Women, Demography, and Politics: How Lower Fertility Rates Lead to Democracy

Udi Sommer*

*Corresponding author for this work

Research output: Contribution to journalArticlepeer-review

13 Scopus citations

Abstract

Where connections between demography and politics are examined in the literature, it is largely in the context of the effects of male aspects of demography on phenomena such as political violence. This project aims to place the study of demographic variables’ influence on politics, particularly on democracy, squarely within the scope of political and social sciences, and to focus on the effects of woman-related demographics—namely, fertility rate. I test the hypothesis that demographic variables—female-related predictors, in particular—have an independent effect on political structure. Comparing countries over time, this study finds a growth in democracy when fertility rates decline. In the theoretical framework developed, it is family structure as well as the economic and political status of women that account for this change at the macro and micro levels. Findings based on data for more than 140 countries over three decades are robust when controlling not only for alternative effects but also for reverse causality and data limitations.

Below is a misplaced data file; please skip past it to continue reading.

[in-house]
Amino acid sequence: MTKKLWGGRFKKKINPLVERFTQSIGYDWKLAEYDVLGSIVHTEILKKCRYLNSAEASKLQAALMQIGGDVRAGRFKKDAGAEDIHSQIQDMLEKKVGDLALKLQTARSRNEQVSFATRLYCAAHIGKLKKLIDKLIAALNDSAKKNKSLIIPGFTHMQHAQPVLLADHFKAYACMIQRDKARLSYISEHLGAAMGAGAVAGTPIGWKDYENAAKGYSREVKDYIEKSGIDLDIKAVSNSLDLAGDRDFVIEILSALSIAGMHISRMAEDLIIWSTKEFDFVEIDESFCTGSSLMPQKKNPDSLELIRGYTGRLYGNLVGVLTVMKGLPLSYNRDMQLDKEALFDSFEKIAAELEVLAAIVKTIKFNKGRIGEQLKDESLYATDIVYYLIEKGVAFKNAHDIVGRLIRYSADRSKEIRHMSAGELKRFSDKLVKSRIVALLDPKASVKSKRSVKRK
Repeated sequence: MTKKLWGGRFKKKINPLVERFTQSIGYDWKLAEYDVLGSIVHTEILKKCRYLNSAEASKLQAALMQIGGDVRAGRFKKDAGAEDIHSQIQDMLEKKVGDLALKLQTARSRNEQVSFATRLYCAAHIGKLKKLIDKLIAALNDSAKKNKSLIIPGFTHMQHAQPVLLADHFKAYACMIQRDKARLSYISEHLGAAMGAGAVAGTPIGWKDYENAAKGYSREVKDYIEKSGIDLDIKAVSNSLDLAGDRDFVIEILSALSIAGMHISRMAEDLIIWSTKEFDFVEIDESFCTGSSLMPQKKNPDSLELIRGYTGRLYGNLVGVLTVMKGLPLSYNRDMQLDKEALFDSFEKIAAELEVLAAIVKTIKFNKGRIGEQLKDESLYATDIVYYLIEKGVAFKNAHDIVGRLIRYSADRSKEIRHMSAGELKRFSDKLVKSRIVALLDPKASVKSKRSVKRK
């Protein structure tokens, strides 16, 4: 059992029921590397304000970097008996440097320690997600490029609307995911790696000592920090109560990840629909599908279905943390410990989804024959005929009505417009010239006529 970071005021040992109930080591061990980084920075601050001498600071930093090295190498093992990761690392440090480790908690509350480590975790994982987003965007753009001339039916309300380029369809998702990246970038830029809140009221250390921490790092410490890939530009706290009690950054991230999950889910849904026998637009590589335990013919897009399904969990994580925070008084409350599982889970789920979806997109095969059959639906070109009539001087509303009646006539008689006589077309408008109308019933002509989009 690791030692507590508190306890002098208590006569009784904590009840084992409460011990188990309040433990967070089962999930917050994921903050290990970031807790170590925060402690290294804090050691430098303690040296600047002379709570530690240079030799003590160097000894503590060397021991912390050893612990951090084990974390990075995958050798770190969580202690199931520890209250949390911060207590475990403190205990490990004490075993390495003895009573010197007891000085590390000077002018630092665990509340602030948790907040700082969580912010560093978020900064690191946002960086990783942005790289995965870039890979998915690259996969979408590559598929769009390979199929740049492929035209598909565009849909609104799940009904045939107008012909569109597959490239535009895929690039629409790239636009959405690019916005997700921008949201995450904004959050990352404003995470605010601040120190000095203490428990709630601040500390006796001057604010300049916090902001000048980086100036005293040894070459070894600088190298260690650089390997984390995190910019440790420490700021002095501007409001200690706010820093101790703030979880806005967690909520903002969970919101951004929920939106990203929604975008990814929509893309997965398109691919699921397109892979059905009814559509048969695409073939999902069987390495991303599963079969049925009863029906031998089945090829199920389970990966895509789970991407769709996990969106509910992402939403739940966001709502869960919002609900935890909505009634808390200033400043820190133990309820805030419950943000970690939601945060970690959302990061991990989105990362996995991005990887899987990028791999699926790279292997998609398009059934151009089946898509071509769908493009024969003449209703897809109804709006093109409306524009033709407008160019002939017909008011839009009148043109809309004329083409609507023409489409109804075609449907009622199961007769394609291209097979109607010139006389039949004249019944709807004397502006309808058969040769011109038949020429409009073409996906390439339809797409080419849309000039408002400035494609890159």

Original languageEnglish
Pages (from-to)559-586
Number of pages28
JournalDemography
Volume55
Issue number2
DOIs
StatePublished - 1 Apr 2018

Funding

FundersFunder number
Department of Political Science at Columbia University
Institute of Israel and Jewish Studies
Israel Institute in Washington

    Keywords

    • Democracy
    • Demography and politics
    • Family structure
    • Fertility rate

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